The State’s Wild Mood Swings

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Funcionarios-GNB-PNB-Montalban-III_NACIMA20150727_0006_6Yesterday witnessed another “tiny war” (didn’t we use to call those guerrillas?) in Caracas as the state sent a partly militarized mixed Police/National Guard force to re-establish order over another area that had quietly slipped into total lawlessness: the Misión Vivienda III development in Montalbán, in southwestern Caracas.

It’s a bit like having a state with bipolar disorder, randomly switching between reckless permisiveness and extreme repression in dealing with public order. “Peace zones” where the state effectively retreats from any public order role at all get invaded now and again.

It’s hard to find the rhyme or reason for it, isn’t it?

1 COMMENT

  1. Dont know, but as a wild hypothesis I just throw here to see if any of you with better info can think of ways to prove or refute it…

    … the elections? Maybe they think the benefits of the freedom they gave the gangs is starting to be outweighted by the public perception of lawlessness and chaos and are trying to have some high-profile cleanups before the public goes to vote?

    • My theory is a mix between that and that, with less money to go around to keep everybody happy, something has to give.

    • Maybe they think the benefits of the freedom they gave the gangs is starting to be outweighted by the public perception of lawlessness and chaos and are trying to have some high-profile cleanups before the public goes to vote?

      I am reminded of a phenomena of the Fourth Republic, where there would be massive ID checks around the time of an important event, such as a presidential election or a holiday.

  2. There is yet a further bi-polar dilemma. With oil prices sliding downwards this morning, do they throw the meager future oil revenues at supporting the police/army to keep them in power, or do they throw it at dwindling food shipments to keep the pueblo somewhat fed in order to obtain support in December? I don’t think there will be enough revenue to do both. It’s ‘Alice in Wonderland’ time.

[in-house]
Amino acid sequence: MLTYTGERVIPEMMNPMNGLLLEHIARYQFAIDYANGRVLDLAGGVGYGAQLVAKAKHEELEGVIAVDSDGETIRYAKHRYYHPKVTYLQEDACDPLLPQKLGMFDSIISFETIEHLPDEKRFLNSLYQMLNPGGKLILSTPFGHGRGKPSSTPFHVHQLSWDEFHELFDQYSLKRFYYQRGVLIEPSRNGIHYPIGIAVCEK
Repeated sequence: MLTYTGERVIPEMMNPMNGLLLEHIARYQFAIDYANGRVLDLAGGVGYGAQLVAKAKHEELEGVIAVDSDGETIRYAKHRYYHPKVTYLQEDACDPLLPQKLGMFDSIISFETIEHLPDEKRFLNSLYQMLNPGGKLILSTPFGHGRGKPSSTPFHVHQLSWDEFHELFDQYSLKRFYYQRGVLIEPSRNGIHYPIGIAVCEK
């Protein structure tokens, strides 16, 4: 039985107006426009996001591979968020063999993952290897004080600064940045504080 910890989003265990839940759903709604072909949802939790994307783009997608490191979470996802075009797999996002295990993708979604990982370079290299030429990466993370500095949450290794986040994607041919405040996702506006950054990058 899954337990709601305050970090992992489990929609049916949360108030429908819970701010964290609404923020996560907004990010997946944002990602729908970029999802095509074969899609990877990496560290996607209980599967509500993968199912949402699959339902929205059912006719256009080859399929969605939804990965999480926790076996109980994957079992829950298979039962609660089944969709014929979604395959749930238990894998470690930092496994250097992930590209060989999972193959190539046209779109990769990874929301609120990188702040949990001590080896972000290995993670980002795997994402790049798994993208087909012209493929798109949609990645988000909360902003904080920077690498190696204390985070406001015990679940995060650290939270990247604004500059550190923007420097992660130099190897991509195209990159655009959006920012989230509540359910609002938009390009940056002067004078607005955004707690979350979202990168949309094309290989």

3. gran guebonaa… asi piensa nuestro jefe:

    El Picure ‏@bandaelpicure 5h5 hours ago
    Por si las moscas: rechazo emboscadas como la de El Cementerio y NO hago sicariato. Soy un malandro serio, no ataco a traición.

    El Picure ‏@bandaelpicure 8h8 hours ago
    No tengo nada que ver con los sucesos de El Cementerio. Yo no ataco si no me provocan.

    El Picure ‏@bandaelpicure 54m54 minutes ago
    .@LaHojillaenTV Tas loco.
    Ni mis hombres ni yo ni ninguno de los jefes de los demás grupos queremos quedarnos sin cerveza Polar o arepas.

  4. My first guess is that some poll is showing that among the general population the opinion is that the country is getting uncomfortably lawless and that the colectivos and zonas de paz are part of the reason why and they want to make it look now as if they are for strict law and order , alternatively that some of the military are getting worried with the law and order situation getting out of hand and Maduro wants to keep them happy .

  5. It’s an election year, make a big show of tanks and helicopters x Sibci = The government is doing something.

    On a sort of different note, I know the revolution is obsessed with trying to make everything fit their different narratives but do people in Venezuela buy the “it’s the Paramilitares Colombianos”, “it’s ExxonMobil”. If insecurity is a problem for you, does it really make you feel better that the guy extorting/killing/raping/kidnapping you is doing it using techniques he learned from somewhere else? Do we have a preference for home grown goons vs. the imported, right wing, paramilitares? I also have a hard time understanding the ExxonMobil/Guyana deal. If they lose the Esequibo but blame it on the corporate devil, then it’s better than if they just lose it to poor old little Guyana? Really?